Milk price forecast for 2023 much lower than 2022 prices
Don't look for milk prices to be a repeat of 2022 levels.
Milk production was below year ago levels from the last quarter of 2021 through June of 2022. Since then milk production has been above year ago levels. December milk production was up 0.8%. Milk cows were 27,000 higher than a year ago, an increase of 0.3%. Milk per cow was just 0.4% higher.
July to December milk production was 1.1% higher than a year ago. Higher milk production and weaker domestic sales has put downward pressure on milk prices. January to November butter sales were down 6.5% from a year ago while cheese sales were 1.3% higher. Fluid milk sales continued the downward trend. The December Class III was $20.50, down $4.71 from the $25.21 peak in May. The December Class IV was $22.12, down $3.71 from the $25.83 peak in June.
Compared to a December a year ago milk production for the five leading dairy states was up 0.3% for California, 0.6% for Wisconsin, 1.6% for Idaho, 3.3% for Texas, and 2.8% for New York. Georgia led the increase in milk production at 10.8 percent followed by South Dakota at 8.9%. Increases for some other states were Michigan 1.1%, Iowa 6.0%, and Kansas 3.8%. December milk production was down 12.7% for Florida, 6.5% Virginia, 4.8% for New Mexico and 0.3% for Minnesota.
High input costs exert downward pressure
Milk production will continue to run above year ago levels in 2023. However, high feed prices and the price of other inputs, lower milk prices, higher interest rates, tighter margins, a tighter supply of dairy replacements and base plans by some cooperatives will limited the increase.
In 2022 milk cows peaked in May at 9.419 million, declined to 9.41 million by August, increased by 5,000 in September and 1,000 in October only to fall by 8,000 in both November and December. It is doubtful the number of milk cows will show much increase in 2023. USDA is forecasting for the year the average number of milk cows could actually be 5,000 lower than 2022. USDA forecast is for an increase in milk per cow of 1.1% resulting in an increase in total milk production of 1.1%.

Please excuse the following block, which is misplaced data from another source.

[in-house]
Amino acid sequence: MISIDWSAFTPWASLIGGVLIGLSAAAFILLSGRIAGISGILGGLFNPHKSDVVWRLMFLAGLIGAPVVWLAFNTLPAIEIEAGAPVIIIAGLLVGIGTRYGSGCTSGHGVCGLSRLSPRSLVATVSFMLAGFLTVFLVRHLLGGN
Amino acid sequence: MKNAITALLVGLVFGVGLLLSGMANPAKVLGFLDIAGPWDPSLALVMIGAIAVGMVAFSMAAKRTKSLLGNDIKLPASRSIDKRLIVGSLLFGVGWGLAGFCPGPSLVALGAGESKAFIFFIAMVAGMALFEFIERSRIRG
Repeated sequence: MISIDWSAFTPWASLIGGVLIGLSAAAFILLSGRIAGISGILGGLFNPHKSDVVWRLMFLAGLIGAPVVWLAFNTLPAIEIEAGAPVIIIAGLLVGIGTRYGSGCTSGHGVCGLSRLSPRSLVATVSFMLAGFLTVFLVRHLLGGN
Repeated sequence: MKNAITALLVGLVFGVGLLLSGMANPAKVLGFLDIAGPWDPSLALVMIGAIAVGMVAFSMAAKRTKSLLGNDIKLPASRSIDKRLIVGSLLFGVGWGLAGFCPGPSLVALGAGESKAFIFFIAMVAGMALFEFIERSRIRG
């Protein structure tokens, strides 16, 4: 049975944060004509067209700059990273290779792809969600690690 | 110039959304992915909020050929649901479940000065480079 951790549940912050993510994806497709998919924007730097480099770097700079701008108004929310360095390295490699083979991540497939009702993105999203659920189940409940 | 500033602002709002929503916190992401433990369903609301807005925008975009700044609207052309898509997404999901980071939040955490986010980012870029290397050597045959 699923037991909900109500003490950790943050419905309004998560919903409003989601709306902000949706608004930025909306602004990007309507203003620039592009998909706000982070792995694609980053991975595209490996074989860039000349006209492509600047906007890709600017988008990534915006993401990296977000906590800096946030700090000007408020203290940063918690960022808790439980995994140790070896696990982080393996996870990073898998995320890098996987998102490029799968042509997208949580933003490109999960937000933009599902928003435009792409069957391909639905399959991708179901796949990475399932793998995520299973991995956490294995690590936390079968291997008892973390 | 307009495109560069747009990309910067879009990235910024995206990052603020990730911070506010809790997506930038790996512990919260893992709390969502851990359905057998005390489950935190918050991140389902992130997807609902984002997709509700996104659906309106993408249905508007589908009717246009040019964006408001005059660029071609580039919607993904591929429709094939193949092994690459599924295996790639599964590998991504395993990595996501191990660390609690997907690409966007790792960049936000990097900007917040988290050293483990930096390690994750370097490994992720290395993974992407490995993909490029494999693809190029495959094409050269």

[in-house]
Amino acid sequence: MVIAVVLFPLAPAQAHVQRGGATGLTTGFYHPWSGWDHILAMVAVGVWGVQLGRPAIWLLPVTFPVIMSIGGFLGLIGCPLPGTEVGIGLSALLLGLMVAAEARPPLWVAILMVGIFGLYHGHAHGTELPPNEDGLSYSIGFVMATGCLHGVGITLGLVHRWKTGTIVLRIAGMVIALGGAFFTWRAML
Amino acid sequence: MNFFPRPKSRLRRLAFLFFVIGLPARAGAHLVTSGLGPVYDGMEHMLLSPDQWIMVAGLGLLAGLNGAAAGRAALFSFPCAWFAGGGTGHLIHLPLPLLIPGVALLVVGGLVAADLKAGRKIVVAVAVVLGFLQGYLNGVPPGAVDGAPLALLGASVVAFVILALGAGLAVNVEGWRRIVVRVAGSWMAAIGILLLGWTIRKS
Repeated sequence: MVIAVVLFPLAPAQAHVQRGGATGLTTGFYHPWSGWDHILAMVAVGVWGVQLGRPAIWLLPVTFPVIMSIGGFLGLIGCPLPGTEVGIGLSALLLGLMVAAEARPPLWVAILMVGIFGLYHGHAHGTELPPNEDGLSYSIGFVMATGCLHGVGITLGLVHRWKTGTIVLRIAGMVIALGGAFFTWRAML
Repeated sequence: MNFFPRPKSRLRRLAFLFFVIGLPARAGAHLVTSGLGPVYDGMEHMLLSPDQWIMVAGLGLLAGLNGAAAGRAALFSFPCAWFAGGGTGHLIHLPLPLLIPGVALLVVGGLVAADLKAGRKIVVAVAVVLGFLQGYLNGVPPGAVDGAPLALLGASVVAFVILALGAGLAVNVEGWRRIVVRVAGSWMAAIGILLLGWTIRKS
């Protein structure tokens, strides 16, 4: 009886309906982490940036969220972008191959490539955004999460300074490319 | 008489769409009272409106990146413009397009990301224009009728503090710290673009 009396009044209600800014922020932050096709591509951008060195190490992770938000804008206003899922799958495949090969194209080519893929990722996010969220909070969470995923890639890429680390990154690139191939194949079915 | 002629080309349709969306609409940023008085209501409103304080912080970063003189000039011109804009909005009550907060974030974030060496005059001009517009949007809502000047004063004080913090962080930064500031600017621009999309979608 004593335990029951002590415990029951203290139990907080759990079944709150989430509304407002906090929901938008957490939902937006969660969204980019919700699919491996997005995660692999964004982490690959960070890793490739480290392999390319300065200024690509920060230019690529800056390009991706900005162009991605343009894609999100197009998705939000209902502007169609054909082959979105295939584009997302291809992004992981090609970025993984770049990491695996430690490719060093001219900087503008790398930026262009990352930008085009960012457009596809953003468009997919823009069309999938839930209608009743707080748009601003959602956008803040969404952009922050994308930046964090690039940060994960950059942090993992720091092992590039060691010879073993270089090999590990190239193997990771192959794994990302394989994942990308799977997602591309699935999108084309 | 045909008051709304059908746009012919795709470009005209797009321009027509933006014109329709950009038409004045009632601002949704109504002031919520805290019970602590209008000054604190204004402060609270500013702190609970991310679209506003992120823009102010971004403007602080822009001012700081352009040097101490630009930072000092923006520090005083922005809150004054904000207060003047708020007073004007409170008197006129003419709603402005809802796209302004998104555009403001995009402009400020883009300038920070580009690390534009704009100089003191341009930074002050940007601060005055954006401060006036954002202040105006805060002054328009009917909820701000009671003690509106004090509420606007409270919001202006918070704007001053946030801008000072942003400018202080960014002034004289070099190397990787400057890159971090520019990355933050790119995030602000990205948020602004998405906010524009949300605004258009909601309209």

Possibility of recession dampening sales
USDA is forecasting total domestic milk sales both on a milk-fat basis and skim-solids basis to be down slightly from 2022. Inflation resulting in higher food prices and other consumer goods and the possibility of a recession is dampening sales.
Dairy exports have been a positive factor for milk prices. The volume of November exports on a milk solids equivalent basis was 9% higher than a year ago, the eight consecutive monthly growth. Year-to-date total exports were up 4%. Year-to-date exports of whey products were up 8%, cheese 12%, butterfat 48% but down 7% for nonfat dry milk/skim milk powder.
USDA is forecasting continued growth in 2023 exports as U.S. prices are to remain competitive on the world market and of the major exporting countries just Argentina and the U.S. are expected to have any real growth in milk production.
Lower milk prices in 2023
The combination of higher milk production, slightly lower domestic sales and some growth in dairy exports means lower milk prices in 2023. Both the Class III and Class IV futures have weakened considerably over the past month. Currently Class III is $19.44 in January, and has been in the $18’s February through June and in the $19’s for the remainder of the year.
The January Class IV is $19.81, in the $18’s February through June and in the $19’s for the remained of the year. We could see prices lower than this. All dairy product prices have weaken in January . Unless there is price rally current dairy product prices could result in $17’s for both Class III and Class IV. In fact, today the March Class III hit $17.93. USDA is forecasting the Class III to average $18.85 for the year, down $3.09 from $21.94 for 2022 and Class IV to average $19.25, down $5.25 from $24.47 for 2022.
Much can change as we move through the year but it now appears 2023 milk prices will be much lower than 2022 prices.
Cropp is Professor Emeritus at the University of Wisconsin Cooperative Extension, University of Wisconsin-Madison.